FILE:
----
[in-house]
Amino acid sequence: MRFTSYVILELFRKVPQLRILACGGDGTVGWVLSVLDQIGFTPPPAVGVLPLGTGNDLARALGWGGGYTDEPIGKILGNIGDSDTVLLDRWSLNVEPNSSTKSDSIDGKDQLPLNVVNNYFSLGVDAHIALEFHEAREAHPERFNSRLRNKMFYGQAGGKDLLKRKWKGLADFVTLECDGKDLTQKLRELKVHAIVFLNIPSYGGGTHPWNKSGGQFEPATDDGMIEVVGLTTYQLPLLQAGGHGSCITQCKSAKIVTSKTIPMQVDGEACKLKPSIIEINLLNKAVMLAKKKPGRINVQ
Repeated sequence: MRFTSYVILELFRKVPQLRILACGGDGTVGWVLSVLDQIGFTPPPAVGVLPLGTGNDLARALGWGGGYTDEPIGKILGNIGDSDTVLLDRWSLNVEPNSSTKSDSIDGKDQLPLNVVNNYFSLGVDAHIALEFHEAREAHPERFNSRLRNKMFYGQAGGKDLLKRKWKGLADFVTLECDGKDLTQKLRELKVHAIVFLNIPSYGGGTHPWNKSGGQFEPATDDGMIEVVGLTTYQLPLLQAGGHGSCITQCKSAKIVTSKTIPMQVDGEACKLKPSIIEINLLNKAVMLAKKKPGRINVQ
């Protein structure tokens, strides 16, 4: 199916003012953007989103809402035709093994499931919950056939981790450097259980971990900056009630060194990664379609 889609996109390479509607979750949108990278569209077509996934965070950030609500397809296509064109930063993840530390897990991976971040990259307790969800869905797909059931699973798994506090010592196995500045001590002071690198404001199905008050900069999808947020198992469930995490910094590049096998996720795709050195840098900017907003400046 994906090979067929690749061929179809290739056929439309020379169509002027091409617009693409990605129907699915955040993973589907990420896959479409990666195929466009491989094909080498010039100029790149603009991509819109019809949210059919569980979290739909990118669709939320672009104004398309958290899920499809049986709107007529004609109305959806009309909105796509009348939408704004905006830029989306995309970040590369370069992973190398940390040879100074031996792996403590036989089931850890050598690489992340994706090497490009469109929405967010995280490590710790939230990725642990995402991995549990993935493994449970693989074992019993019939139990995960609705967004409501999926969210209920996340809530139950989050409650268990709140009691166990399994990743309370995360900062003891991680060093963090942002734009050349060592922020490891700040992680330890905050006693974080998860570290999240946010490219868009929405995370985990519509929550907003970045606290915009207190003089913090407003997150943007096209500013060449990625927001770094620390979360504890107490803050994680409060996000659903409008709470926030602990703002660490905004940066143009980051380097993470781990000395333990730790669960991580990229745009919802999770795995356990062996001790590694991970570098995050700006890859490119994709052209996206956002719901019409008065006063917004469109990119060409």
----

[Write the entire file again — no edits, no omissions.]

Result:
[in-house]
Amino acid sequence: MRFTSYVILELFRKVPQLRILACGGDGTVGWVLSVLDQIGFTPPPAVGVLPLGTGNDLARALGWGGGYTDEPIGKILGNIGDSDTVLLDRWSLNVEPNSSTKSDSIDGKDQLPLNVVNNYFSLGVDAHIALEFHEAREAHPERFNSRLRNKMFYGQAGGKDLLKRKWKGLADFVTLECDGKDLTQKLRELKVHAIVFLNIPSYGGGTHPWNKSGGQFEPATDDGMIEVVGLTTYQLPLLQAGGHGSCITQCKSAKIVTSKTIPMQVDGEACKLKPSIIEINLLNKAVMLAKKKPGRINVQ
Repeated sequence: MRFTSYVILELFRKVPQLRILACGGDGTVGWVLSVLDQIGFTPPPAVGVLPLGTGNDLARALGWGGGYTDEPIGKILGNIGDSDTVLLDRWSLNVEPNSSTKSDSIDGKDQLPLNVVNNYFSLGVDAHIALEFHEAREAHPERFNSRLRNKMFYGQAGGKDLLKRKWKGLADFVTLECDGKDLTQKLRELKVHAIVFLNIPSYGGGTHPWNKSGGQFEPATDDGMIEVVGLTTYQLPLLQAGGHGSCITQCKSAKIVTSKTIPMQVDGEACKLKPSIIEINLLNKAVMLAKKKPGRINVQ
């Protein structure tokens, strides 16, 4: 199916003012953007989103809402035709093994499931919950056939981790450097259980971990900056009630060194990664379609 889609996109390479509607979750949108990278569209077509996934965070950030609500397809296509064109930063993840530390897990991976971040990259307790969800869905797909059931699973798994506090010592196995500045001590002071690198404001199905008050900069999808947020198992469930995490910094590049096998996720795709050195840098900017907003400046 994906090979067929690749061929179809290739056929439309020379169509002027091409617009693409990605129907699915955040993973589907990420896959479409990666195929466009491989094909080498010039100029790149603009991509819109019809949210059919569980979290739909990118669709939320672009104004398309958290899920499809049986709107007529004609109305959806009309909105796509009348939408704004905006830029989306995309970040590369370069992973190398940390040879100074031996792996403590036989089931850890050598690489992340994706090497490009469109929405967010995280490590710790939230990725642990995402991995549990993935493994449970693989074992019993019939139990995960609705967004409501999926969210209920996340809530139950989050409650268990709140009691166990399994990743309370995360900062003891991680060093963090942002734009050349060592922020490891700040992680330890905050006693974080998860570290999240946010490219868009929405995370985990519509929550907003970045606290915009207190003089913090407003997150943007096209500013060449990625927001770094620390979360504890107490803050994680409060996000659903409008709470926030602990703002660490905004940066143009980051380097993470781990000395333990730790669960991580990229745009919802999770795995356990062996001790590694991970570098995050700006890859490119994709052209996206956002719901019409008065006063917004469109990119060409």